Senate Passes Bill To Make Daylight Savings Time Permanent: What Might That Mean for Arizona?

By Luke Sower.

 

On March 15, the U.S. Senate passed by unanimous consent the Sunshine Protection Act. This bill—if it passes the House and receives the signature of President Biden—would make Daylight Savings Time (DST) permanent across the United States.

History of Daylight Savings Time

Despite the story told to many American schoolchildren, modern Daylight Savings Time was almost certainly not an invention of Benjamin Franklin. Rather, the modern iteration of the practice grew out of Europe, when Germany adopted Daylight Savings Time in 1916 to conserve fuel during World War I. The rest of Europe followed suit, and the United States adopted the Standard Time Act in 1918. This act confirmed the existing standard time zone system and implemented Daylight Savings Time. After the war, Congress abolished Daylight Savings Time, and the practice became a local option, used inconsistently across the country.

After a push for national time consistency by the transportation industry, Congress passed the Uniform Time Act in 1966, which standardized Daylight Savings Time across the country. However, the act allows states to exempt themselves from the practice. Today, there are a handful of U.S. territories that do not observe DST, in addition to two states: Hawaii and Arizona (excluding the Navajo Nation).

Arizona’s reasoning for shunning Daylight Savings Time is tied intimately to the unique climate of the Copper State. Due to Arizona’s extreme heat, its residents generally don’t want an extra hour of sunlight during the summer months, which is the precise rationale for Daylight Savings Time. If Arizona were to observe Daylight Savings Time, the sun would stay out until around 9:00 p.m. for much of the summer.

Despite Arizona’s choice to reject Daylight Savings Time, the biannual time change still affects the lives of many Arizonans. Whether it’s business meetings with colleagues across the country, calls with out-of-state family, or the national broadcast schedule of the Phoenix Suns, Arizona feels the ripples of the national time change.

The Sunshine Protection Act

Two days after the resumption of Daylight Savings Time on March 13, 2022, a bipartisan group of U.S. senators introduced the Sunshine Protection Act, which was swiftly passed by unanimous consent. The bill would make Daylight Savings Time permanent across the country, while allowing Arizona and other non-DST states and territories to remain in standard time. This structure would effectively make Arizona a permanent member of the Pacific Time Zone, aligning the state with California and Nevada, while its neighboring states of New Mexico, Utah, and Colorado—as well as the Navajo Nation—would remain in Mountain Time.

Whether it is abolishing Daylight Savings Time or making it permanent, getting rid of the biannual switch back and forth is a generally popular idea amongst Americans. Humans are often creatures of routine, and changing clocks can be a physically disruptive practice. While a single-hour shift may seem insignificant, it can be especially troublesome for the sleep patterns of older people and small children. More generally, the time change can affect our eating habits as well as our mental functioning.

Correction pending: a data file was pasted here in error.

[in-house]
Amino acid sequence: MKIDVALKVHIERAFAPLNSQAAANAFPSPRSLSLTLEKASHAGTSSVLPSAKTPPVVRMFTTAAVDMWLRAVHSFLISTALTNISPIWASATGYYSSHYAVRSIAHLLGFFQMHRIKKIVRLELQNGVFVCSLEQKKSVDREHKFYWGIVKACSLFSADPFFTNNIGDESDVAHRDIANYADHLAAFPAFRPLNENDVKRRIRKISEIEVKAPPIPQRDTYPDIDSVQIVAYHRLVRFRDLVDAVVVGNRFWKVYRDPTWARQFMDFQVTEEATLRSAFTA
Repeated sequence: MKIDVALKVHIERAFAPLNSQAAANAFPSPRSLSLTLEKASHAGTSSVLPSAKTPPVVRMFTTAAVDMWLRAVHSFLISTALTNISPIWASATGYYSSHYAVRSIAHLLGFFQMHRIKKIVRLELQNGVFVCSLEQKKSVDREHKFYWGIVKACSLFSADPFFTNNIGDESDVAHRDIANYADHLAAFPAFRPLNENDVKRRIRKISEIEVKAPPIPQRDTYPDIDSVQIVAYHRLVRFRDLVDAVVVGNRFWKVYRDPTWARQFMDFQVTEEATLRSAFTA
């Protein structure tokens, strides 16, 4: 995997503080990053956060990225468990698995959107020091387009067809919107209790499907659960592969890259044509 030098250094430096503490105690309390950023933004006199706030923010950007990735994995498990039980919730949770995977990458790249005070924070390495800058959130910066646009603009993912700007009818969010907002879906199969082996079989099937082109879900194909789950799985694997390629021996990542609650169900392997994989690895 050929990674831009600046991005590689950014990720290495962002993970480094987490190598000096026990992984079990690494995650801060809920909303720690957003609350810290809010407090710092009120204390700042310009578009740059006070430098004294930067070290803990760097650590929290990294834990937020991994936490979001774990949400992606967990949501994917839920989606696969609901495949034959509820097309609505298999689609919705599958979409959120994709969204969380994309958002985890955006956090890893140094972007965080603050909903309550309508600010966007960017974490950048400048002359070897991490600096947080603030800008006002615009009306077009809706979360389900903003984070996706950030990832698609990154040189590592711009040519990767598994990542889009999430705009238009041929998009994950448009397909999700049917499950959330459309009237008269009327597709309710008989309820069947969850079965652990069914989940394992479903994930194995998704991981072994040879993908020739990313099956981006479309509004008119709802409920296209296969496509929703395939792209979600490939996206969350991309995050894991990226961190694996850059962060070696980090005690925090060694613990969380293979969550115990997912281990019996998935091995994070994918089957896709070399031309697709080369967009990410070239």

In addition to the benefits of abolishing time change, there may also be specific benefits of making Daylight Savings Time permanent through the whole year. Proponents of the Sunshine Protection Act have suggested that an extra hour of sunlight through the winter could reap numerous benefits. These may include a reduction in seasonal depression, more business for golf courses and other sunshine-dependent enterprises, and even a prevention of the slight uptick in car crashes and heart attacks that typically occur after the time change.

Despite the ease with which the Sunshine Protection Act passed the Senate, the bill does face obstacles. First, there are viable arguments against making Daylight Savings Time permanent. Year-round Daylight Savings Time would see later sunrises, meaning in the winter, cities like Indianapolis and Detroit wouldn’t see sun until after 9:00 a.m. Critics of the Sunshine Protection Act express concerns that these late sunrises would result in more workers and schoolchildren commuting in the dark.

What is clear is that the Sunshine Protection Act is not bringing changes anytime soon. In cooperation with broadcasters and the transportation sector, the implementation of the bill—if passed in its current form—would not occur until November 2023. Additionally, the bill already faces a delay in the House, and President Biden has not yet voiced his position on the proposition.

Conclusion

The Sunshine Protection Act would make Daylight Savings Time permanent across the United States. It is unknown at this time whether the bill will clear its remaining hurdles in Washington, but there is now a clear path forward to bring the rest of the nation in line with Arizona’s practice of using clocks that are stable and unchanging.

"clock" by TooFarNorth is marked with CC BY-NC-SA 2.0.

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By Luke Sower

J.D. Candidate 2023

Luke Sower is a Staff Writer from Cedar Hill, TN. He is currently a 2L at the Sandra Day O’Connor College of Law at ASU, and he is primarily interested in environmental law. Prior to law school, he earned a B.A. in history from Union University. In his free time, Luke enjoys birdwatching, walking his dog, skateboarding, and playing Dungeons & Dragons.

The opinions expressed herein are those of the individual contributors to the ASLJ Blog and should not be construed as the opinions of the Arizona State Law Journal or the Sandra Day O’Connor College of Law at Arizona State University.